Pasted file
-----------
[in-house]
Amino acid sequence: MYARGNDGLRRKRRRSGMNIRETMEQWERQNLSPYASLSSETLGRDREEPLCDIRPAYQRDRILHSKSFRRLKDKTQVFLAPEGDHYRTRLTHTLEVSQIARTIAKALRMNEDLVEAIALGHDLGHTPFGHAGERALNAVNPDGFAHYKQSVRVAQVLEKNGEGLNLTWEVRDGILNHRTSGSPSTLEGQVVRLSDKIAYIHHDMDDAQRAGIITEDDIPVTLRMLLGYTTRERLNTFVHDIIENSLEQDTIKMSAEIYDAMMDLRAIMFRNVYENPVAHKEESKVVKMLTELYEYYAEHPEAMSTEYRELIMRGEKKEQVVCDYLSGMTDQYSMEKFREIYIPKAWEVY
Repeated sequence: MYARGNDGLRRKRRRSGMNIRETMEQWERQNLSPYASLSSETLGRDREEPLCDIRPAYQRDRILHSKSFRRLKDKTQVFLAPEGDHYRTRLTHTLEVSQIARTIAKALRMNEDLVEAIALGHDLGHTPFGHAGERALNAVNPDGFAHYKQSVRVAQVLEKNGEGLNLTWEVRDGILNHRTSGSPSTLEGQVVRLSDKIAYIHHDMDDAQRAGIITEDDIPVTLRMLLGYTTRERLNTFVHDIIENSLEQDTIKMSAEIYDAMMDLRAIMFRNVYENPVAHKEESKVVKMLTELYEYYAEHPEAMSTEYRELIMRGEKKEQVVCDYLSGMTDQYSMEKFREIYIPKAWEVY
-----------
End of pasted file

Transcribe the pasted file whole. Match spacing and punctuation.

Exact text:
[in-house]
Amino acid sequence: MYARGNDGLRRKRRRSGMNIRETMEQWERQNLSPYASLSSETLGRDREEPLCDIRPAYQRDRILHSKSFRRLKDKTQVFLAPEGDHYRTRLTHTLEVSQIARTIAKALRMNEDLVEAIALGHDLGHTPFGHAGERALNAVNPDGFAHYKQSVRVAQVLEKNGEGLNLTWEVRDGILNHRTSGSPSTLEGQVVRLSDKIAYIHHDMDDAQRAGIITEDDIPVTLRMLLGYTTRERLNTFVHDIIENSLEQDTIKMSAEIYDAMMDLRAIMFRNVYENPVAHKEESKVVKMLTELYEYYAEHPEAMSTEYRELIMRGEKKEQVVCDYLSGMTDQYSMEKFREIYIPKAWEVY
Repeated sequence: MYARGNDGLRRKRRRSGMNIRETMEQWERQNLSPYASLSSETLGRDREEPLCDIRPAYQRDRILHSKSFRRLKDKTQVFLAPEGDHYRTRLTHTLEVSQIARTIAKALRMNEDLVEAIALGHDLGHTPFGHAGERALNAVNPDGFAHYKQSVRVAQVLEKNGEGLNLTWEVRDGILNHRTSGSPSTLEGQVVRLSDKIAYIHHDMDDAQRAGIITEDDIPVTLRMLLGYTTRERLNTFVHDIIENSLEQDTIKMSAEIYDAMMDLRAIMFRNVYENPVAHKEESKVVKMLTELYEYYAEHPEAMSTEYRELIMRGEKKEQVVCDYLSGMTDQYSMEKFREIYIPKAWEVY